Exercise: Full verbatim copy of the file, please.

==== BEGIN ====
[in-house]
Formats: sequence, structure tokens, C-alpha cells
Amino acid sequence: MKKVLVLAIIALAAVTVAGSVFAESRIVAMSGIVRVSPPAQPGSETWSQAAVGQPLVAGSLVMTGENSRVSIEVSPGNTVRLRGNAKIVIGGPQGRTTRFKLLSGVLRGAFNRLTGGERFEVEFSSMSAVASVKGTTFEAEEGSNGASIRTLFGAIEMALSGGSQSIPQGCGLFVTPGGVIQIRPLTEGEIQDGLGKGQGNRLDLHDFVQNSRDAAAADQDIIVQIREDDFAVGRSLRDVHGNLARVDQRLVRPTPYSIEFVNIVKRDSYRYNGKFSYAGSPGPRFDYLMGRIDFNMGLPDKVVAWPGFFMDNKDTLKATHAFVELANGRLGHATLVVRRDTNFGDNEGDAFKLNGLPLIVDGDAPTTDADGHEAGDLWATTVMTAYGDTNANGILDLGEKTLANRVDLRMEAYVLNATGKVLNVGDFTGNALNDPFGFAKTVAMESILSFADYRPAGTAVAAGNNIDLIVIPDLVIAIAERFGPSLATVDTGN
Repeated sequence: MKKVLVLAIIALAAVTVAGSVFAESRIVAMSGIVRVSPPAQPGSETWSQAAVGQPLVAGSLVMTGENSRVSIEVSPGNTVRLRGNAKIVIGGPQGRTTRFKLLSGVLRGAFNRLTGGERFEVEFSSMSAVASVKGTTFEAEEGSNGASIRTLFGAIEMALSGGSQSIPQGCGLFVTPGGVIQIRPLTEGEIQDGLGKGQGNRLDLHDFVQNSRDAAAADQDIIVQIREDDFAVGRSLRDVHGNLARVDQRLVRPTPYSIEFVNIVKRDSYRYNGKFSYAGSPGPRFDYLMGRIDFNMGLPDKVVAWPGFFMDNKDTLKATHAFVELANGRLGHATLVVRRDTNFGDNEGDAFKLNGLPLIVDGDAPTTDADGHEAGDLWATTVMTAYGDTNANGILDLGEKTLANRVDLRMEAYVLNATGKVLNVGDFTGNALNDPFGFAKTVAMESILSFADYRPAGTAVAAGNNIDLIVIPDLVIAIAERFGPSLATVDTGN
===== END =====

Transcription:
[in-house]
Formats: sequence, structure tokens, C-alpha cells
Amino acid sequence: MKKVLVLAIIALAAVTVAGSVFAESRIVAMSGIVRVSPPAQPGSETWSQAAVGQPLVAGSLVMTGENSRVSIEVSPGNTVRLRGNAKIVIGGPQGRTTRFKLLSGVLRGAFNRLTGGERFEVEFSSMSAVASVKGTTFEAEEGSNGASIRTLFGAIEMALSGGSQSIPQGCGLFVTPGGVIQIRPLTEGEIQDGLGKGQGNRLDLHDFVQNSRDAAAADQDIIVQIREDDFAVGRSLRDVHGNLARVDQRLVRPTPYSIEFVNIVKRDSYRYNGKFSYAGSPGPRFDYLMGRIDFNMGLPDKVVAWPGFFMDNKDTLKATHAFVELANGRLGHATLVVRRDTNFGDNEGDAFKLNGLPLIVDGDAPTTDADGHEAGDLWATTVMTAYGDTNANGILDLGEKTLANRVDLRMEAYVLNATGKVLNVGDFTGNALNDPFGFAKTVAMESILSFADYRPAGTAVAAGNNIDLIVIPDLVIAIAERFGPSLATVDTGN
Repeated sequence: MKKVLVLAIIALAAVTVAGSVFAESRIVAMSGIVRVSPPAQPGSETWSQAAVGQPLVAGSLVMTGENSRVSIEVSPGNTVRLRGNAKIVIGGPQGRTTRFKLLSGVLRGAFNRLTGGERFEVEFSSMSAVASVKGTTFEAEEGSNGASIRTLFGAIEMALSGGSQSIPQGCGLFVTPGGVIQIRPLTEGEIQDGLGKGQGNRLDLHDFVQNSRDAAAADQDIIVQIREDDFAVGRSLRDVHGNLARVDQRLVRPTPYSIEFVNIVKRDSYRYNGKFSYAGSPGPRFDYLMGRIDFNMGLPDKVVAWPGFFMDNKDTLKATHAFVELANGRLGHATLVVRRDTNFGDNEGDAFKLNGLPLIVDGDAPTTDADGHEAGDLWATTVMTAYGDTNANGILDLGEKTLANRVDLRMEAYVLNATGKVLNVGDFTGNALNDPFGFAKTVAMESILSFADYRPAGTAVAAGNNIDLIVIPDLVIAIAERFGPSLATVDTGN